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The struggling pangs of conscious truth to hide,
To quench the blushes of ingenuous shame, Or heap the shrine of luxury and pride
With incense kindled at the Muse's flame. Far from the madding crowd's ignoble strife,
Their sober wishes never learn'd to stray; Along the cool sequester'd vale of life
They kept the noiseless tenour of their way. Yet e'en these bones from insult to protect,
Some frail memorial still erected nigh, [deck'd, With uncouth rhymes, and shapeless sculpture
Implores the passing tribute of a sigh. Their names, their years, spelt by th' unletter'd
The place of fame and elegy supply: [Muse, And many a holy text around she strews,
That teach the rustic moralist to die. For who, to dumb forgetfulness a prey,
This pleasing anxious being e'er resign'd, Left the warm precincts of the cheerful day,
Nor cast one longing, lingering look behind ? On some fond breast the parting soul relies,
Some pious drops the closing eye requires,
E’en in our ashes live their wonted fires.
Dost in these lines their artless tale relate;
Some kindred spirit shall enquire thy fate, Haply some hoary-headed swain may say, « Oft have we seen him at the
of dawn, Brushing with hasty steps the dew away,
To meet the sun upon the upland lawn.
“There at the foot of yonder nodding beech,
That wreathes its old fantastic roots so high, His listless length at noontide would he stretch,
And pore upon the brook that bubbles by. “Hard by yon wood, now smiling as in scorn,
Muttering his wayward fancies, he would rove; Now drooping, woful wan, like one forlorn,
Or craz'd with care, or cross'd in hopeless love. “ One morn I miss'd him on th' accustom'd hill,
Along the heath, and near his favourite tree;
up the lawn, nor at the wood, was he: “The next, with dirges due, in sad array, Slow through the church-yard path we saw him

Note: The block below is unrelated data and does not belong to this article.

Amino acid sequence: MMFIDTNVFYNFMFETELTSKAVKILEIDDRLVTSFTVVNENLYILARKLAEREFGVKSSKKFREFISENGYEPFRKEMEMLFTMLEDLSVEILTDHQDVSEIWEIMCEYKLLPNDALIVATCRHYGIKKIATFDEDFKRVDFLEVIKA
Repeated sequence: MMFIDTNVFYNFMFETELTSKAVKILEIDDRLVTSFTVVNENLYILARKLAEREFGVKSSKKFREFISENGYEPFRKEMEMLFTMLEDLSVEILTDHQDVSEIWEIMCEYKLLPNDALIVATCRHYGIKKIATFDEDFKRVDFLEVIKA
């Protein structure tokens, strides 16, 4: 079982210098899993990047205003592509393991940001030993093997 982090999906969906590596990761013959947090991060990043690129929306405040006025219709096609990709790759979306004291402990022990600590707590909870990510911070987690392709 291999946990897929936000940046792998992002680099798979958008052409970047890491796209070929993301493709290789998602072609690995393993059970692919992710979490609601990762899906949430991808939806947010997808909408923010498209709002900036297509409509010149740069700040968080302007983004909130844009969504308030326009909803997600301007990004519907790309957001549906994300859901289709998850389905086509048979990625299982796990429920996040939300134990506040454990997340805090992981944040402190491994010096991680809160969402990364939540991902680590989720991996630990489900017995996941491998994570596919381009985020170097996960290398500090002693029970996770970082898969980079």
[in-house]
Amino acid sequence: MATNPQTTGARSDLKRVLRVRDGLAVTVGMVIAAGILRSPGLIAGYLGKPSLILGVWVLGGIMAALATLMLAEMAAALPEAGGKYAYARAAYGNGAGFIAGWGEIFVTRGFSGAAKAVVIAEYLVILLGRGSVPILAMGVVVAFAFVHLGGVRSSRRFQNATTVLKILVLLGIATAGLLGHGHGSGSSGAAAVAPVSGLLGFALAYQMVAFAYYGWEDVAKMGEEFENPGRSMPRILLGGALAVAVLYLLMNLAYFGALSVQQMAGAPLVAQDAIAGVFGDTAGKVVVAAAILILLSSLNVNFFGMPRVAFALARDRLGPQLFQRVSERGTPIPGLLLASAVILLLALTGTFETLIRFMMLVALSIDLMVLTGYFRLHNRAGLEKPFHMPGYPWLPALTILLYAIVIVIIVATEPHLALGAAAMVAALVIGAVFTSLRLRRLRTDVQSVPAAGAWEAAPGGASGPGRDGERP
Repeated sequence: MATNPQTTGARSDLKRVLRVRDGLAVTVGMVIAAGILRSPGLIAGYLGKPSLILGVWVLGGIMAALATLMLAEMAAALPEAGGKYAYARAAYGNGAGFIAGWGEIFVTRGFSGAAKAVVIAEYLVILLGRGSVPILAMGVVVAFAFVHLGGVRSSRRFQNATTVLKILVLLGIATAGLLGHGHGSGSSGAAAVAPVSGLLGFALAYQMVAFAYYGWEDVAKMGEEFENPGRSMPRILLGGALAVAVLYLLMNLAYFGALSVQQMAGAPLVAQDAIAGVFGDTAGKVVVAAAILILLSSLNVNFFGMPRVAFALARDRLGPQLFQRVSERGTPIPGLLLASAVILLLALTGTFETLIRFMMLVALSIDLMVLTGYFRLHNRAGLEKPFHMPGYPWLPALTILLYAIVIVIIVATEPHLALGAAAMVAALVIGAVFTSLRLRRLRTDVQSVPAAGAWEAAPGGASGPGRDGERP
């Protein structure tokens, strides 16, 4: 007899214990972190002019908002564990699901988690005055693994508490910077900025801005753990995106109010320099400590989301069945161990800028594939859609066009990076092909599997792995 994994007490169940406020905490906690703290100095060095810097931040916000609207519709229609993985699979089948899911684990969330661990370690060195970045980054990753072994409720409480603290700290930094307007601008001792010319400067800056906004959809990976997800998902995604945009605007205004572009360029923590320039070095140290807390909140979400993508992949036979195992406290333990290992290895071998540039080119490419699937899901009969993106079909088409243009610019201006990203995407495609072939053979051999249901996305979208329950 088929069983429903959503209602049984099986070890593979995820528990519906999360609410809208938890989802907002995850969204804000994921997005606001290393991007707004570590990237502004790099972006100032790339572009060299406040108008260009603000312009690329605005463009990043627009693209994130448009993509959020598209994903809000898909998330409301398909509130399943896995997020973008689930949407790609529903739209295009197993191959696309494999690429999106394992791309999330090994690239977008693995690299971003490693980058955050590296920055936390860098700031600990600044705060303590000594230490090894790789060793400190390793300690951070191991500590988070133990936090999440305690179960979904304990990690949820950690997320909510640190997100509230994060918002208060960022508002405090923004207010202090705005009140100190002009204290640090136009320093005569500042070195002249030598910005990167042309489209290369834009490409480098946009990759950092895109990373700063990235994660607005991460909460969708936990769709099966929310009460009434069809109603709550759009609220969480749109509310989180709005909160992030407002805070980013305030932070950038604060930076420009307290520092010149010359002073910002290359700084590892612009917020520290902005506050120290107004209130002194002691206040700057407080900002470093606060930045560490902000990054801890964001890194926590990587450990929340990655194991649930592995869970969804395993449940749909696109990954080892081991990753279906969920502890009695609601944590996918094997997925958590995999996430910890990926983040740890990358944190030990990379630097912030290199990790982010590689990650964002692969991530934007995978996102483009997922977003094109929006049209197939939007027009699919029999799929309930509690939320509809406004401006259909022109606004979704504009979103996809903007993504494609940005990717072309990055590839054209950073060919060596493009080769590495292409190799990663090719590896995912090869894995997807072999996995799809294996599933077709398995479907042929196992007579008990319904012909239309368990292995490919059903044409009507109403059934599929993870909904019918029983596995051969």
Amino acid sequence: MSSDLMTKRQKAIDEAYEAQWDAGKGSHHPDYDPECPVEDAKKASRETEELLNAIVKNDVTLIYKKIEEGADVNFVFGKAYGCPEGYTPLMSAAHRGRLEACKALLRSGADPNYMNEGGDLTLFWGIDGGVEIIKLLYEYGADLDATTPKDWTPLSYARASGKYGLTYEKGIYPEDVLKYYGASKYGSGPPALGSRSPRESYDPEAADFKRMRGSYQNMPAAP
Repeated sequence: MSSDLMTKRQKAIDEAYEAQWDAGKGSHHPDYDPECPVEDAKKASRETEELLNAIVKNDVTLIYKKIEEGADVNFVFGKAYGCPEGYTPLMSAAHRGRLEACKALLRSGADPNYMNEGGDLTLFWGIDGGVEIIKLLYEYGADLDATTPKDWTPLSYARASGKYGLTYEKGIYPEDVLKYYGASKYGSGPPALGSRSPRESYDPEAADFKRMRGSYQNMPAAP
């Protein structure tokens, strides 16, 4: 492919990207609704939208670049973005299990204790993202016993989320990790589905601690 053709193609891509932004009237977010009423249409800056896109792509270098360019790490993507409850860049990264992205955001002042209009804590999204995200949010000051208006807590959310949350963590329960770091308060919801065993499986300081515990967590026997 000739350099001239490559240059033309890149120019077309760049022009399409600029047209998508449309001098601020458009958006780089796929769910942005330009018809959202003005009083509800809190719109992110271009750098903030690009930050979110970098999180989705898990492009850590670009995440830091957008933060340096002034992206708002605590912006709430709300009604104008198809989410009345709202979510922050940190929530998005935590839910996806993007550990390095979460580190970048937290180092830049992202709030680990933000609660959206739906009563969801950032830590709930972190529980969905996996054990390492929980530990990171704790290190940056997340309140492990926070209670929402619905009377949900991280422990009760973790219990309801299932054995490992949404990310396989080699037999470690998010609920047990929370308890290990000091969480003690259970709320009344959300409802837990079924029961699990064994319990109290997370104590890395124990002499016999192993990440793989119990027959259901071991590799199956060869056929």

borne. Approach and read (for thou canst read) the lay,
Grav'd on the stone beneath yon aged thorn.”
Here rests his head upon the lap of earth,
A youth to fortune and to fame unknown: Fair science frown'd not on his humble birth,
And melancholy mark'd him for her own. Large was his bounty, and his soul sincere,
Heaven did a recompense as largely send : He gave to misery all he had a tear, He gain’d from Heav'n ('twas all he wish’d) a
friend. No farther seek his merits to disclose,
Or draw his frailties from their dread abode, (There they alike in trembling hope repose)
The bosom of his father and his God. Gray.
LOVE OF COUNTRY.
my own, my native land;
From wandering on a foreign strand ?
down To the vile dust, from whence he sprung, Unwept, unhonour'd, and unsung. . Sir W. Scott.
WHERE IS HE? “Man giveth up the ghost, and where is he?"-JOB. And where is he? not by the side
Of her whose wants he lov'd to tend ; Not o'er those valleys wandering wide,
Where, sweetly lost, he oft would wend; That form belov'd he marks no more,
Those scenes admir'd no more shall see; Those scenes are lovely as before,
And she as fair;—but where is he? No, no; the radiance is not dim,
That us'd to gild his favourite hill; The pleasures that were dear to him,
Are dear to life and nature still:
But, ah! his home is not as fair,
Neglected must his gardens be, The lilies droop and wither there,
And seem to whisper," where is he?"
His was the pomp, the crowded hall,
But where is now this proud display? His riches, honours, pleasures, all
Desire could frame; but where are they? And he, as some tall rock that stands
Protected by the circling sea, Surrounded by admiring bands,
Seem'd proudly strong—and where is he? The church-yard bears an added stone,
The fire-side shows a vacant chair; Here sadness dwells, and weeps alone,
And Death displays his banner there: The life is gone, the breath has fled,
And what has been no more shall be; The well-known form, the welcome tread,
O where are they, and where is he? H. Neele.
RECOLLECTIONS OF BOYHOOD.
Be it a weakness, it deserves some praise,
The little ones, unbutton'd, glowing hot,
THE SABBATH MORNING,
How still the morning of the hallow'd day!